Healthcare professionals are dealing with unparalleled challenges, as they work tirelessly to treat, contain and prevent infection by novel coronavirus COVID-19. Hospitals, healthcare facilities, and nursing homes are the centers where extraordinary efforts are being made to save lives.
In this new and rapidly changing outbreak environment, hospitals are tasked with meeting the critical needs of an overwhelming influx of patients, while mitigating exposure to the highly infectious disease so that staff and other patients do not become infected with the virus.
One option for reducing exposure to COVID-19 and increasing patient and staff safety can be through a robust hospital management system and real-time location system (RTLS). Patients, staff, and equipment are tracked using active radio frequency identification (RFID) tags to provide real-time visibility, as well as location history.
Insights into staff and patient flow offer the capability to follow the path of individuals through the facility to determine contact tracing, and offer physical distancing and portal threshold alarms. In addition, an active RTLS RFID system that is used to tag equipment assets also provides health facilities with a range of functions to prevent the spread of coronavirus. These benefits include capacity management, prevention of theft and loss, contact tracing, and infection prevention.
Equipment Visibility in an Outbreak
Mass patient surges can quickly overwhelm a hospital’s capacity. With an RTLS system in place, it’s possible to have visibility on the availability of critical medical care equipment used to treat COVID-19, such as ventilators, infusion pumps, BiPAP/CPAP machines, CVVH/CRRT dialysis machines, isolation carts, and heart monitors.
Knowing the quantities, status, and use of life-saving equipment enables staff to plan for infected patient surges, and allocate assets where the need is most urgent. One of the steps hospitals are taking to free up capacity is to move patients to other floors by converting standard floors to intensive care units, and building ‘pop-up’ hospitals in hotels or other facilities.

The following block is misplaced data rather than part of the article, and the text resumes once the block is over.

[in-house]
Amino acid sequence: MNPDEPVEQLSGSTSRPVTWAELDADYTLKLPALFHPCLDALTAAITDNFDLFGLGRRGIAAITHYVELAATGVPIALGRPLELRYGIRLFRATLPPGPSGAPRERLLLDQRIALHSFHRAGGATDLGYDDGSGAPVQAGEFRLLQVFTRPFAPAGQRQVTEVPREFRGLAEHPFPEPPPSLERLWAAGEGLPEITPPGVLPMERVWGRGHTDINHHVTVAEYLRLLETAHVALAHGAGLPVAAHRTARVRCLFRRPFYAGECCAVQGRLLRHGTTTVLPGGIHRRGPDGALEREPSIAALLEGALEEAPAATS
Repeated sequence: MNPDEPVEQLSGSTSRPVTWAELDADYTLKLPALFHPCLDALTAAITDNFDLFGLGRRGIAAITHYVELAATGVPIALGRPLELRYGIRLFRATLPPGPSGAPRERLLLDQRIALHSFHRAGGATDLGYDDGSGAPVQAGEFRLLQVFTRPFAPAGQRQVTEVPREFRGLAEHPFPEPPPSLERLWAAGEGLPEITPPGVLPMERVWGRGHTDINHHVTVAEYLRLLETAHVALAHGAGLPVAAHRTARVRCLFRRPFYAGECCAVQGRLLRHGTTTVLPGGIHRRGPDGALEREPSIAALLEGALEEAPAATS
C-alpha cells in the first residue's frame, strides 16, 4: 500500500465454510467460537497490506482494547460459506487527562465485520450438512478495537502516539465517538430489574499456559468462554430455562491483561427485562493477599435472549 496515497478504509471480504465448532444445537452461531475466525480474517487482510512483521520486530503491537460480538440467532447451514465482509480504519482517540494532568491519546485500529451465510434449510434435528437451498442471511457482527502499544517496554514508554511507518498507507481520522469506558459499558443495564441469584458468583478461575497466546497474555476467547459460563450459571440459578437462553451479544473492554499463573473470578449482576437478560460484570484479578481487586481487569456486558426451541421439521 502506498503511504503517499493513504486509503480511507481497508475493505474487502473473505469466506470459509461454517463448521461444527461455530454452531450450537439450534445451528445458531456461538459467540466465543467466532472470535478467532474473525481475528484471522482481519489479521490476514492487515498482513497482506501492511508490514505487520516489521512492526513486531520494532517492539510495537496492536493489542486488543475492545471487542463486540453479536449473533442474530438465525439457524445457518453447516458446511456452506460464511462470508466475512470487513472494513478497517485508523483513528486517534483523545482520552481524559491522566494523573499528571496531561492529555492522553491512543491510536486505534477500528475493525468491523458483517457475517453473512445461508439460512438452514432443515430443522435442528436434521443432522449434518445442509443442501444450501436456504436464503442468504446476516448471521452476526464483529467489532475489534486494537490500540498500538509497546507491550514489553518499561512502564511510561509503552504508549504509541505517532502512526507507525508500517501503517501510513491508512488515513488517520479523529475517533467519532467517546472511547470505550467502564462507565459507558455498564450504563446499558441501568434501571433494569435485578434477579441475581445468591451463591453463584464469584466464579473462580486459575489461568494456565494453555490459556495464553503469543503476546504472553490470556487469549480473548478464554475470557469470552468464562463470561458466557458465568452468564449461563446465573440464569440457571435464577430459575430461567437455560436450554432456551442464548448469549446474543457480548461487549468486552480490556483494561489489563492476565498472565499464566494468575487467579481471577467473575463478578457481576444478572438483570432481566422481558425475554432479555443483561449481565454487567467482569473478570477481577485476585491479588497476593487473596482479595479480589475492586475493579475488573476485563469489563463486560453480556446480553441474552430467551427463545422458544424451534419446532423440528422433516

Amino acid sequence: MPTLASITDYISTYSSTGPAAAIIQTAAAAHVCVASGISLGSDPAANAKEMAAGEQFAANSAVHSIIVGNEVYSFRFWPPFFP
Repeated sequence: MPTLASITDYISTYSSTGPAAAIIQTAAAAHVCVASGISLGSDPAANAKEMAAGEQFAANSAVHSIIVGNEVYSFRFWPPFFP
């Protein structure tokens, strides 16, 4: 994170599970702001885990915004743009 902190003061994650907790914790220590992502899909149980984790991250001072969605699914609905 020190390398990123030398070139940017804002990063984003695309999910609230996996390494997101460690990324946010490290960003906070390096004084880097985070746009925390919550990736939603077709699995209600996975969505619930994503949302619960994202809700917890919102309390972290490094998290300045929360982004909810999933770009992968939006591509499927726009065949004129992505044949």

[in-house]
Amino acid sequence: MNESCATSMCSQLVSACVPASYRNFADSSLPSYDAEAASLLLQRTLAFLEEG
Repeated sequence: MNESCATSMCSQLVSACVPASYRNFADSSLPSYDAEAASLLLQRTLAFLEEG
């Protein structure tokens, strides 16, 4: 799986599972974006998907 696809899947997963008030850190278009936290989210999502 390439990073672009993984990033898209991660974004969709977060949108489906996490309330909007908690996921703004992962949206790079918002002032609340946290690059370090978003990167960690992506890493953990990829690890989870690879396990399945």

When critical equipment is tagged with an RTLS system, it helps healthcare providers to quickly locate these assets to within 8 to 10 feet of accuracy, complete with floor-level discrimination. The RTLS system also enables tracking of equipment offsite to critical care field hospitals, so that assets can be located later for their eventual return.
In times of crisis, there are bad actors who would take advantage of the chaos and disrupted systems. Fortunately, theft of expensive, life-preserving equipment is prevented by the application of discrete RTLS tags. These devices are used to pinpoint the assets’ long-range location, sound an alarm when crossing an egress point, or trigger the lockdown of exit doors in a facility.
In a pandemic outbreak, there are other advantages to determining the status of equipment assets. For stressed and exhausted healthcare staff, being able to gain an accurate, bird’s eye view of the availability of equipment reduces the anxiety associated with perceived shortages.
Contact Tracing to Identify Infection Routes
During an outbreak, contact tracing is one of the many tools used to combat communicable disease. An RTLS solution allows healthcare facilities to identify and follow the path patients, staff, and equipment have taken, to determine any possible contact with a contagion.
In terms of equipment tracking, a report can be created to show which patients have used the equipment. This data gives staff the ability to act rapidly to trace and contain the spread of disease by notifying, testing, and treating exposed staff or patients. Further, the system can alert healthcare staff to prevent the medical equipment and rooms from being used again until special disinfecting or cleaning has been completed.
Using Data to Prevent Infection
While health care professionals are in crisis mode at the present, in the months and years to come there will be time to analyze and study the data from RTLS systems used to track equipment during the outbreak. There will be opportunities to make once-invisible interactions and transmission of the virus visible, to offer greater understanding of this specific virus, and to provide lessons learned for future threats.
Now, and in the coming years, RTLS systems should be used as an active part of ongoing surveillance, and improving policies and preparedness for the prevention of the spread of infectious diseases.
Book a demo to learn more about using RTLS to control the spread of infectious diseases in the workplace.